This Week at NASA | Dryden Center Renamed for Armstrong; more
NASA’s TDRS-L satellite launched aboard a United Launch Alliance Atlas rocket January 23, from Cape Canaveral Air Force Station in Florida. TDRS-L, the second of three next-generation Tracking and Data Relay Satellites, provides tracking, telemetry; command and data return services for NASA science and human exploration missions. Also, KSC transformation continues, Center renamed for Armstrong, Next space station crew, SLS Thrust Frame Adapter, Orion chute test, 5 Earth Science missions for 2014 and more.
NASA’s TDRS-L satellite launched aboard a United Launch Alliance Atlas rocket January 23, from Cape Canaveral Air Force Station in Florida. TDRS-L, the second of three next-generation Tracking and Data Relay Satellites, provides tracking, telemetry; command and data return services for NASA science and human exploration missions.
Kennedy Space Center’s transformation into a multi-user spaceport for commercial and government customers continues. Administrator Charlie Bolden and Center Director Bob Cabana were on hand as Sierra Nevada Corporation announced plans for a November 2016 orbital flight of its Dream Chaser spacecraft from Florida’s Space Coast. SNC will establish an operation center at KSC, use the former Shuttle Landing Facility runway and utilize the services of other aerospace companies in the area.
President Obama signed into law a congressional resolution to re-designate NASA’s Dryden Flight Research Center as the Neil A. Armstrong Flight Research Center. The resolution also re-names the center’s Western Aeronautical Test Range as the Hugh L. Dryden Aeronautical Test Range. Hugh Dryden and Neil Armstrong were aerospace pioneers who made historic contributions to the agency and the nation.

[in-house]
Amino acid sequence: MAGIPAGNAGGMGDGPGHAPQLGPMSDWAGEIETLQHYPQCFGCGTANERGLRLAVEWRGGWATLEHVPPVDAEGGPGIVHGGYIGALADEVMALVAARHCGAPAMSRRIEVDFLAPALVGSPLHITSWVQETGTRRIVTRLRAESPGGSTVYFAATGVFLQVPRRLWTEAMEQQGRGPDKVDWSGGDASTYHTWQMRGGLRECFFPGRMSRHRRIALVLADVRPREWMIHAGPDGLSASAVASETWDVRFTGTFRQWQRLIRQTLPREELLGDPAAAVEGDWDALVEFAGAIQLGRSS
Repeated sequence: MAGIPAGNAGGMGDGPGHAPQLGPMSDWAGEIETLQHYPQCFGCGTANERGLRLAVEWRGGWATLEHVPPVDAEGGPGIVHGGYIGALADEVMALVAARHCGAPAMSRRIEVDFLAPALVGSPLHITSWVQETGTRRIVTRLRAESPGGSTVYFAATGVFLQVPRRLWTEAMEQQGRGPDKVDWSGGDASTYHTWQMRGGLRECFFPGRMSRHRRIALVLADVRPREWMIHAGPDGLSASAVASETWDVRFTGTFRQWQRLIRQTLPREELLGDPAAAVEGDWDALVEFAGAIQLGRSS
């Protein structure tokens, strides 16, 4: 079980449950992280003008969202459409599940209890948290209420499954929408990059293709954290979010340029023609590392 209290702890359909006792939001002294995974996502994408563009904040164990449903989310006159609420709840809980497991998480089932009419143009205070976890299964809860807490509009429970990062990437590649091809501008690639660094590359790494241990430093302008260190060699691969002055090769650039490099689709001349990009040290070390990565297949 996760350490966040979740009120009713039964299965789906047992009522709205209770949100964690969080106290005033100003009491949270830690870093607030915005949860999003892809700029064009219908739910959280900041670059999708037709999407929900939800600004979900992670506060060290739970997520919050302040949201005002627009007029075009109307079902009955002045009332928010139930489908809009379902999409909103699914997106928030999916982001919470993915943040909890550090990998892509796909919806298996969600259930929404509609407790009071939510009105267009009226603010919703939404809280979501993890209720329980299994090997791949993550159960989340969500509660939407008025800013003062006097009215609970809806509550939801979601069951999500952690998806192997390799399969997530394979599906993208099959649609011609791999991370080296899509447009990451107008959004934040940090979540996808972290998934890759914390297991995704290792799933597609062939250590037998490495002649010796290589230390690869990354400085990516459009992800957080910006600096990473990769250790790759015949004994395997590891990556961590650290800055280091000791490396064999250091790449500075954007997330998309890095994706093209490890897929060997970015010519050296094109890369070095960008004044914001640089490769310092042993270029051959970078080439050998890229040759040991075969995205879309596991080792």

The next International Space Station crew spoke to media during a news conference on NASA TV. Expedition 39/40 – NASA astronaut Steve Swanson and Russian cosmonauts Alexander (Skuh-VORT-soff ) Skvortsov and Oleg (Ar-tuh-MY-eff) Artemyev are scheduled to launch March 25 from the Baikonur Cosmodrome in Kazakhstan. The crew will be the first to share its final weeks of mission preparations and flight experiences on Instagram.
The A-1 Test Stand at Stennis Space Center has been outfitted with a new thrust frame adapter that will enable testing of RS-25 rocket engines. The RS-25 will power the core stage of NASA’s new Space Launch System rocket. Testing is scheduled to begin in mid-summer, after test stand modifications are completed.
The latest test of the Orion spacecraft’s parachute system in Yuma, Arizona increased the complexity of the tests and was the first to provide in-air data on the system that jettisons Orion’s forward bay cover — a shell that protects the spacecraft during launch, orbital flight and re-entry into Earth’s atmosphere. When Orion returns from space, the cover must come off before the spacecraft’s parachutes can deploy. Further testing of the cover is planned before Orion’s Exploration Flight Test-1 in September.
For the first time in more than a decade, NASA will launch five Earth science missions in a single year – opening new and improved eyes on our changing planet. The five missions in 2014 are part of the agency’s planned Earth science activities for the year. Two missions will deliver instruments to the International Space Station, inaugurating use of the orbiting laboratory as a 24/7 Earth-observing science platform.
New data on 2013 global temperatures and climate released by NASA and the National Oceanic and Atmospheric Administration show that Earth continues to experience warmer temperatures than those measured several decades ago – a trend researchers believe is the result of continued increases in greenhouse gas levels in Earth’s atmosphere.
A news conference sponsored by NASA’s Jet Propulsion Laboratory celebrated ten years of accomplishments on Mars by the Exploration Rover Opportunity – which landed on Mars Jan. 24, 2004, Pacific Time, three weeks after its twin, Spirit. Both rovers made important discoveries on the Red Planet. Spirit stopped communicating in 2010, but Opportunity is still sending home scientific results from Mars.
And that’s what’s up … This Week at NASA.
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